A few steps from the quiet coolness of a dark hollow, I stopped on a mossy green slab of Mansfield sandstone to listen. For the first time in a few hours of hiking, I heard no other voices, just the quiet trickle of shallow water flowing over rocks and the subtle complaints of rough-winged swallows pirouetting through the canyon.
I went to Turkey Run State Park a few weekends ago to find Juliet Strauss, not just the statue dedicated to her memory, not just the black and white image of her on a bulletin board along the trail. She is there in spirit, her words still whispering in the hairy ferns that grow from her sheer cliffs and softly spoken by the windswept leaves of her beloved tulip poplars.
Dead for over a century now, Strauss is credited, along with a few other true believers, with helping to save the land, trees, ravines and dappled sunlight of Turkey Run from commercial development or, quite possibly, of devastation. First known as Bloomingdale’s Glens, the area was her childhood playground, and long before she was noticed by tourists and campers, she wandered along Sugar Creek – which she called “Rock River” – and marveled at the magnificent forests that grew amidst the hills, hollows and outcrops of stone that geologists believe have been carved out and eroded by glacial waters over the ages.
Indianapolis News reporter William Herschell, who knew Strauss well, said she believed in the place to be, “the first temples of God, and she worshiped there.” For me, there is no doubt: it is always there, intangible and ethereal, but present.
Aaron Douglass, a naturalist interpreter at both Turkey Run and its northern neighbor, Shades State Park, has literally walked in Strauss’s footsteps over the past few years. “I don’t know which places she loved the most,” he says. “The stories just say she liked Turkey Run, but not a specific place. I’m guessing Gypsy Gulch might have been a place she liked since it’s based on her childhood nickname. Her dad said it. called her “little gypsy” and her sister and mother called her “Gyp” all her life.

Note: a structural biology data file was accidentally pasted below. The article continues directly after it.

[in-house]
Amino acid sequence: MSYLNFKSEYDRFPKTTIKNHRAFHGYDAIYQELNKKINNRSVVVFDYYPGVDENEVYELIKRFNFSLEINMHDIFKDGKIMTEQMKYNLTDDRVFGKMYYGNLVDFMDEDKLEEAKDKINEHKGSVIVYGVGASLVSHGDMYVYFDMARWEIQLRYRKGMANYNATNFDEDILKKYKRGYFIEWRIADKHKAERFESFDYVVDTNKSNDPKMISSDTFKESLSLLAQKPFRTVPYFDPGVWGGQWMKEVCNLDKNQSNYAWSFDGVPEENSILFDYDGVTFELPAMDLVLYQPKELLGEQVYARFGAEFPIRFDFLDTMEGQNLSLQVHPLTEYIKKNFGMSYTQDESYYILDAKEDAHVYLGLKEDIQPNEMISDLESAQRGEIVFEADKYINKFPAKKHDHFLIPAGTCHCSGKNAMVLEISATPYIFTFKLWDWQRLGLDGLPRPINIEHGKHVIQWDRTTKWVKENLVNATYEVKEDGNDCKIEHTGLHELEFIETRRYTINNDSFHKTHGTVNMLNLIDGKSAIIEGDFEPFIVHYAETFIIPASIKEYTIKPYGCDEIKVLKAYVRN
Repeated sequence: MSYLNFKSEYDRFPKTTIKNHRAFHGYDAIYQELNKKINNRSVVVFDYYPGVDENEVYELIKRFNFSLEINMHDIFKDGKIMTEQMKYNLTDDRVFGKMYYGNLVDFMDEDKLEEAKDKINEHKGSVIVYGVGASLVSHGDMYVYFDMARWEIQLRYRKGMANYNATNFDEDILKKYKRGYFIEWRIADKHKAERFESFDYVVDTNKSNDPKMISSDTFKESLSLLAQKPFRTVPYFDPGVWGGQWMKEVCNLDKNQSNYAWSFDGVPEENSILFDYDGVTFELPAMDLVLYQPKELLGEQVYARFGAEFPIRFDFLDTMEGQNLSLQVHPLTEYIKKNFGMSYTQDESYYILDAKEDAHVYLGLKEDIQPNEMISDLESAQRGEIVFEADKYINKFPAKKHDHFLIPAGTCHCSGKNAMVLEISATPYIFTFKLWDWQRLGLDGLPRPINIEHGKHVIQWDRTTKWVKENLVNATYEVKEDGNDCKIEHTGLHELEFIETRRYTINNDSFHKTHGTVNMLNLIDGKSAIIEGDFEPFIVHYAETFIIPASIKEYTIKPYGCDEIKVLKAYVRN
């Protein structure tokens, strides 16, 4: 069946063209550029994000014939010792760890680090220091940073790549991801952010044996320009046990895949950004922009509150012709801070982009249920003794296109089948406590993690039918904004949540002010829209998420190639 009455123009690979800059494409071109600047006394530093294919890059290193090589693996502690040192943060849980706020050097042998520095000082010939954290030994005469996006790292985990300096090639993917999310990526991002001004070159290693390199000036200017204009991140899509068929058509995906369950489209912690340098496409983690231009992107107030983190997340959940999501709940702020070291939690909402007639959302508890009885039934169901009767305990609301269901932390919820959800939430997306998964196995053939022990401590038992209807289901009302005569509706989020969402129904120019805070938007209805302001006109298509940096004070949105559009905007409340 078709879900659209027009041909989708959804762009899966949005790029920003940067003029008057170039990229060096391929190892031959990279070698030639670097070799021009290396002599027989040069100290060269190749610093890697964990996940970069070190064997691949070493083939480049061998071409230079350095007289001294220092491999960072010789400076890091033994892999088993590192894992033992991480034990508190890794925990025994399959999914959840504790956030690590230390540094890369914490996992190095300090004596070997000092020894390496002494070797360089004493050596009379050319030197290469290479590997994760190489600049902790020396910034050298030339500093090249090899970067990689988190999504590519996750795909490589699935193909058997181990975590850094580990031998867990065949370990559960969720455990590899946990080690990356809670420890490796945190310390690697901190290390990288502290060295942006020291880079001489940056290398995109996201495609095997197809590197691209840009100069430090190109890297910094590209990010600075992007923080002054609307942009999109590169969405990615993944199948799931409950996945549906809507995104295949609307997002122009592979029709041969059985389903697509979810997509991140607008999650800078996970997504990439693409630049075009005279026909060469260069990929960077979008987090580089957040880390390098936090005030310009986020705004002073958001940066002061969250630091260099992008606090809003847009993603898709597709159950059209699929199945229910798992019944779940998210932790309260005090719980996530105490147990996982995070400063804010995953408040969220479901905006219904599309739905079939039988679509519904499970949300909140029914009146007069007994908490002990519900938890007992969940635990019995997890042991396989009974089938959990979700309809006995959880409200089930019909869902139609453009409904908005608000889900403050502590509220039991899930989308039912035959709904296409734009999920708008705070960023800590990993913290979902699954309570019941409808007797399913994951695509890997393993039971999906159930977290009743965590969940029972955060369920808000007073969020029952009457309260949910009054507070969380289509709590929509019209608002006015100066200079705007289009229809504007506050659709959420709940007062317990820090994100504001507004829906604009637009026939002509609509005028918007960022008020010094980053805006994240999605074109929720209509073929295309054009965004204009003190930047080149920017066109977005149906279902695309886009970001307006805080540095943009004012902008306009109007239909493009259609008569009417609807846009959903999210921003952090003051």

If Strauss had never sounded the bugle call to save the earth at Turkey Run, it would have been remarkable nonetheless. Long before most women were seen and heard in public forums, she forged a career as a journalist, first as a local teenage columnist in the “Rockville Tribune” in 1880, then as an editor. and collaborator with his “Squibs and Sayings”. in this same newspaper; her husband, Isaac Strouse, (Juliet used a variation of the name) took full ownership in 1893. In 1903, Strauss, calling himself “The Country Contributor”, began a weekly column for the “Indianapolis News”, and two years later she started monthly stories, titled “The Ideas of an Ordinary Country Woman”, for “The Ladies’ Home Journal”. She maintained this workload until her death in 1918 at just 55 years old.
Strauss was thematically traditional for her time, writing most often about both the joys and challenges of rural life and the age-old roles of women as housewives and heads of families, but she was far from be conventional. Strongly influenced by a mother who went her own way in the wake of two mostly absent husbands, she once wrote, “I never followed anyone’s lead. If I wanted to ride a horse or play cards, or go wading in the creek with the kids, I always did. I have never damaged my eyesight or strained my nerves to achieve small perfections. I avoided rivalries and emulations. In short, I lived.